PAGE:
Skip to Main Content
It looks like you're using Internet Explorer 11 or older. This website works best with modern browsers such as the latest versions of Chrome, Firefox, Safari, and Edge. If you continue with this browser, you may see unexpected results.
Notre Dame 5 Star University
University Library




AMA Referencing (Vancouver)


Tables and figures demonstrate relationships among data and other types of information. A well-structured table is perhaps the most efficient way to convey a large amount of data in a scientific manuscript. Consider: as text, the same information may take considerably more space; if presented in a figure, key details and precise values may be less apparent.

  • Table is used for any data arranged in tabular format.
  • Figure is used for graphs, diagrams and images (like illustrations or photographs).
  • Box is used for textual information like lists, dot-points, side-bars and the like.

A textual table or box contains words, phrases, or sentences, often in list form. Boxes are used to emphasise key points, summarise information, and/or reduce the narrative text.

See the AMA Manual on Tables, Figures and Multimedia for more information.

Referencing tables & figures

Basic components of tables and figures

AMA Manual cover [4.1.4]

Object identifier: Each table should have an object identifier in bold (eg, Table, Figure, Box).

Number: Figures, tables and boxes are given a number in bold. Number them sequentially, according to their order of appearance in the text and the type of figure (e.g. Box 1, Box 2, Table 1, Table 2, Figure 1, Figure 2...). Please note papers that contain a single figure or table use the designator "Table" or "Figure" (not "Table 1" or "Figure 1"). 

Title: Provide a brief descriptive title as a phrase rather than a sentence. The title should be capitalised (e.g. The Six-Stage Model of Public Health Planning).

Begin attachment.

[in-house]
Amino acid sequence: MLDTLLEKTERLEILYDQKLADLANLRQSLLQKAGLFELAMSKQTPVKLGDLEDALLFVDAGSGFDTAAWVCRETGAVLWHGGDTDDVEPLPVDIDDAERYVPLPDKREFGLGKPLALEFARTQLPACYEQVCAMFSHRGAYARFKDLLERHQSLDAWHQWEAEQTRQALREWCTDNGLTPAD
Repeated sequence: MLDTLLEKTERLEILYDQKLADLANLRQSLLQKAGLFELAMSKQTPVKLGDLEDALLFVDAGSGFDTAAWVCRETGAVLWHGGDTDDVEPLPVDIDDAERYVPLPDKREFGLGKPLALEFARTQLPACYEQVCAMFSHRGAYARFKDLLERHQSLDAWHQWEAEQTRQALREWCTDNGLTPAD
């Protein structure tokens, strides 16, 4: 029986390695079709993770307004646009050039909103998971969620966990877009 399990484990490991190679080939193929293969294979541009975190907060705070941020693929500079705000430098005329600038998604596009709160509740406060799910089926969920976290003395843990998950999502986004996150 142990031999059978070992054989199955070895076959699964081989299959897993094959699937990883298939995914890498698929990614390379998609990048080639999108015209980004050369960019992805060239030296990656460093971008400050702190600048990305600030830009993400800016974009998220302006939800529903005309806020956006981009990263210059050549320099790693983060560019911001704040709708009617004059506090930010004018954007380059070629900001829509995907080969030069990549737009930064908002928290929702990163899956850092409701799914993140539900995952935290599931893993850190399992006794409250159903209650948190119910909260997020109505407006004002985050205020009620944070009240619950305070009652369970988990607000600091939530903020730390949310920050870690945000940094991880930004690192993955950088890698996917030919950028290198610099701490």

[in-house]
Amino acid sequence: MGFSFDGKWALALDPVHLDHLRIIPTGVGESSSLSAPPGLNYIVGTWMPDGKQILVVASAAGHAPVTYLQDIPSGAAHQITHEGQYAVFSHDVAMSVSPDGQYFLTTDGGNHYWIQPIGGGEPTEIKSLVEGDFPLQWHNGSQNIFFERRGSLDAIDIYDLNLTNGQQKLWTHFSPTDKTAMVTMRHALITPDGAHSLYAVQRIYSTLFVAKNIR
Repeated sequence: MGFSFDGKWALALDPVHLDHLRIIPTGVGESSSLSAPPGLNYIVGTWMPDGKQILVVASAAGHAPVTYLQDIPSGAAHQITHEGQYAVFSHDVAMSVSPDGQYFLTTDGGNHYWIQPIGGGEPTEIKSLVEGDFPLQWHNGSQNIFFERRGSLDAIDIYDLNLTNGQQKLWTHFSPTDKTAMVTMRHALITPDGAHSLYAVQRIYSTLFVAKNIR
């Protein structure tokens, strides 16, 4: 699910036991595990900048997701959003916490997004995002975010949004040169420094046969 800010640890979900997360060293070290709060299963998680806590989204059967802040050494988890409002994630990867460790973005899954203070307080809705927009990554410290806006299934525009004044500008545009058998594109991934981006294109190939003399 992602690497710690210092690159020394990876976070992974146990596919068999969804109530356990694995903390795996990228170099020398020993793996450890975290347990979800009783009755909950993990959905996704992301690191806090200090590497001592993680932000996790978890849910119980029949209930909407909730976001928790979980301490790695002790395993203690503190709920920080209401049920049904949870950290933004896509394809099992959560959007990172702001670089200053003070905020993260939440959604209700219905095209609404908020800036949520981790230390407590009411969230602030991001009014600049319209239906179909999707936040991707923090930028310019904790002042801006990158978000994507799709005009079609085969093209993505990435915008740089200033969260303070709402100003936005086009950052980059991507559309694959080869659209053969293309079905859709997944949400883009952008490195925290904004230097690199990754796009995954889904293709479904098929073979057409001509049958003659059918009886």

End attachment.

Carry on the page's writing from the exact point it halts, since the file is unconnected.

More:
Citations: Use superscript numericals to indicate citations and cite the source in your reference list ( e.g. 12.6% overall population.10 ).

Footnotes/ Legends: Use a footnote or legend to expand on information and abbreviations contained in the table/figure. Use sentence format. The order of the footnotes will follow the positioning of the information in the table. Footnotes are indicated with superscript lowercase letters in alphabetical order (a-z). 
When using previously published table, figure or  photograph, the original source should be cited in the legend using terminology that applies to weather you copied, modified or performed a calculation ( e.g. Adapted from..., Data derived from... etc.). Examples:
From Australian Medical Association, copyright 2020 7
Reprinted with permission from the by Australian Academy of Science10


AMA Manual cover[4.1.4]
Displaying tables in a written work (essay, report etc) : Use footnotes that contain lower case letters to describe the entire table or portions of the table. The order of the footnotes is determined by the placement in the table of the item to which the footnote refers. When setting out tables, figures and boxes in your document, position them as close to the referring text as possible and place a line above the title. See example below.